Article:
I was a happy child and I consider myself to be a happy person in general as an adult. I gladly help others, I practice yoga, I dislike conflicts and I love to light up the room with a smile or laughter.
As a matter of fact, my smile has often gotten me compliments from other people around me: “Your smile is like a ray of sunshine” are familiar words to me.
So, imagine my surprise when, a few years ago, a life coach told me these words: “You smile too much”!
Well, he didn’t exactly use those words. He said “You smile a lot.” I said “Aaaw, thank you!” and as I was feeling proud, my grin got bigger, from ear to ear. Then he added “The harder things get, the bigger your smile.” He wasn’t smiling at all when he said those words. He wasn’t judging me either. He was just making a point. And he was right.
It touched me so deeply that I felt like crying. For the first time in my life, I was being given the permission – the command, even – to stop smiling when things get hard for me.
Ever since that day, I pay close attention to this smile of mine. Until then, it had never occurred to me that such a beautiful act as smiling or laughing could be used as an emotional shield.
I would be hurt by somebody’s words or actions and I would smile, politely and silently, perfectly raised to be quiet and obedient. Even though my parents and teachers, who were beautiful people, gave me absolute freedom to express myself. I think that they also learned to smile politely precisely because they were respectful and thoughtful people, wanting to show love and appreciation to their peers. That’s what they learned and that’s what I modeled as I grew up.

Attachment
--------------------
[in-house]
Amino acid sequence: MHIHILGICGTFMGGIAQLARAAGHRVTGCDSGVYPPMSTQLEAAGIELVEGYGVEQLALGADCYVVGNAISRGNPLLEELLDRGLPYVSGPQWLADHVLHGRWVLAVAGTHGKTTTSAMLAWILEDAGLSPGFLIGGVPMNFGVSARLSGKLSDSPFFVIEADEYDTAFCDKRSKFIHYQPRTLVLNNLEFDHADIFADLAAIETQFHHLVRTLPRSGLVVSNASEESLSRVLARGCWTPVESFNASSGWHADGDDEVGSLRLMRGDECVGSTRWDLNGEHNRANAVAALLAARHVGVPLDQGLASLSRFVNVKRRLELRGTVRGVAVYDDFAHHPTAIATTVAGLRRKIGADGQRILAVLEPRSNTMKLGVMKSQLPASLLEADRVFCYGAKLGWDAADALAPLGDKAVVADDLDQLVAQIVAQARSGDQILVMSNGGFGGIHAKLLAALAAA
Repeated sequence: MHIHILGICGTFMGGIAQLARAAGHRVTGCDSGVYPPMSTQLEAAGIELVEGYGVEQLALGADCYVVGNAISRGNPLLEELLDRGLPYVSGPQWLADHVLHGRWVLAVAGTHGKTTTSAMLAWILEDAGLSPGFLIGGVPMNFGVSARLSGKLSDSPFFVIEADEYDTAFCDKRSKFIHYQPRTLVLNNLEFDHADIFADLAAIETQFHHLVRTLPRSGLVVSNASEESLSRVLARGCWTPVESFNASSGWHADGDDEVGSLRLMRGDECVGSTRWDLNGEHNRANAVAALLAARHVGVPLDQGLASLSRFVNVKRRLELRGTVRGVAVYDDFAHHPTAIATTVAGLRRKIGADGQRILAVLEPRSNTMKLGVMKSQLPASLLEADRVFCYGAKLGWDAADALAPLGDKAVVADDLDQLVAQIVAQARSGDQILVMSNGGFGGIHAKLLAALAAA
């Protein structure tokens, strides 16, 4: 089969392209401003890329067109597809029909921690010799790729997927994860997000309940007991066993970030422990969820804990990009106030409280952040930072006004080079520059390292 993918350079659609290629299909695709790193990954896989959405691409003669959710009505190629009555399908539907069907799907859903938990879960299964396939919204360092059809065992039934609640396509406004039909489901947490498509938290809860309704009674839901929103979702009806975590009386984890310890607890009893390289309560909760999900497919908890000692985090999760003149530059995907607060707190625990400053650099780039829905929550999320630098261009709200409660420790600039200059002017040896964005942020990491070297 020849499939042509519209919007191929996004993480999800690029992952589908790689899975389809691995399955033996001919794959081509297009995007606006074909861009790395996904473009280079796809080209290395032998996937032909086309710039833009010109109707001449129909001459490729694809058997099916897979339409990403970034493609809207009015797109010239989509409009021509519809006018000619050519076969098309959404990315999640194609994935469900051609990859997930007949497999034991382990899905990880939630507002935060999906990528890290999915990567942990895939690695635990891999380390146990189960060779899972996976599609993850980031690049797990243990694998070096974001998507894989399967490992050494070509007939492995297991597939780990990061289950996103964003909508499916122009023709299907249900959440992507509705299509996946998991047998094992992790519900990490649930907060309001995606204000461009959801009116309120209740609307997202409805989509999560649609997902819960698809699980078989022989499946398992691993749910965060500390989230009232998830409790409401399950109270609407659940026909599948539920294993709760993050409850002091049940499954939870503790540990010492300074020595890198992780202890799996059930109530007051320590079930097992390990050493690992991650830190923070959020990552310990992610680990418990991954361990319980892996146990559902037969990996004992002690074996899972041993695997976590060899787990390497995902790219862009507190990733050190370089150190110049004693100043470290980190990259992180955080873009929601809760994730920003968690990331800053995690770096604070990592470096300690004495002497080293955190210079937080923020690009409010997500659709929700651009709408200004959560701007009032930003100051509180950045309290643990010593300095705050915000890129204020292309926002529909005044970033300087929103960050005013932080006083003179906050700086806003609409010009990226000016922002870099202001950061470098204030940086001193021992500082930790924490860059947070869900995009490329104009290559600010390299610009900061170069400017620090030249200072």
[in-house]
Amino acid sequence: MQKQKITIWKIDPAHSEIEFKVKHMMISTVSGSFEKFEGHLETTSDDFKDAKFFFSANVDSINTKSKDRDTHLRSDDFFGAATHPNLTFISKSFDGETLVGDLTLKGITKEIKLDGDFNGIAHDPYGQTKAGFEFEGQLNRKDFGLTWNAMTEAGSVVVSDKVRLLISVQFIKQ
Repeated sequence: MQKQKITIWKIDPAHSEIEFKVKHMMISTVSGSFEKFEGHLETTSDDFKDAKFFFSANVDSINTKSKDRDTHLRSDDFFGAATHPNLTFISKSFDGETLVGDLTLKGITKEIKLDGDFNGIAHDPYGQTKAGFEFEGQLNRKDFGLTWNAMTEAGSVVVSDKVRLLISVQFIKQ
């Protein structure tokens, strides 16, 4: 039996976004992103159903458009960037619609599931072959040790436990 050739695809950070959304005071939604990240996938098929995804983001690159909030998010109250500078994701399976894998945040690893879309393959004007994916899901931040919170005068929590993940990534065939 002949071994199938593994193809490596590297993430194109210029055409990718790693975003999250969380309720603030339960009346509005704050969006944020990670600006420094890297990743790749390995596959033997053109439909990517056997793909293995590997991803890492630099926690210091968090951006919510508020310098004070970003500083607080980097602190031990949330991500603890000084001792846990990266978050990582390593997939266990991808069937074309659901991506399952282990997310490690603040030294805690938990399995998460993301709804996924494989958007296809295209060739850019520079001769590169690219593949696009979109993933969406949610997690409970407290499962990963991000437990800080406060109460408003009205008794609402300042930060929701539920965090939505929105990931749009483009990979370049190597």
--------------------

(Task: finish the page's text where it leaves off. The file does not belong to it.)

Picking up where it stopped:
Now, I realize that a smile can be abusive and deceiving when used to cover negative emotions such as sadness, anger or anxiety, to name only a few. I see this in myself and I am learning to adjust my facial expression to my true feelings. It is difficult to undo so many years of the same M.O. but it is necessary for my own wellbeing and emotional balance.
When I was openly smiling to cover up negative emotions inside, I was feeling hurt and frustrated and I was feeling betrayed. I was thinking that other people were betraying me because I couldn’t see that I was betraying myself by hiding and burying my true emotions, which, by the way, always came back later under a different form, as an argument or something else.
So, this is how I came to find out about my “fake” smile and, to be totally honest, my real smile has much more value and brightness now that I have learned to recognize the difference between those two!
I am Virginie Ligot and I am a yoga teacher and coach in emotional balance for highly sensitive women who want to be truly happy in their own lives. Follow me on Facebook: www.facebook.com/yogaemotions/ Website: www.virginieligot.com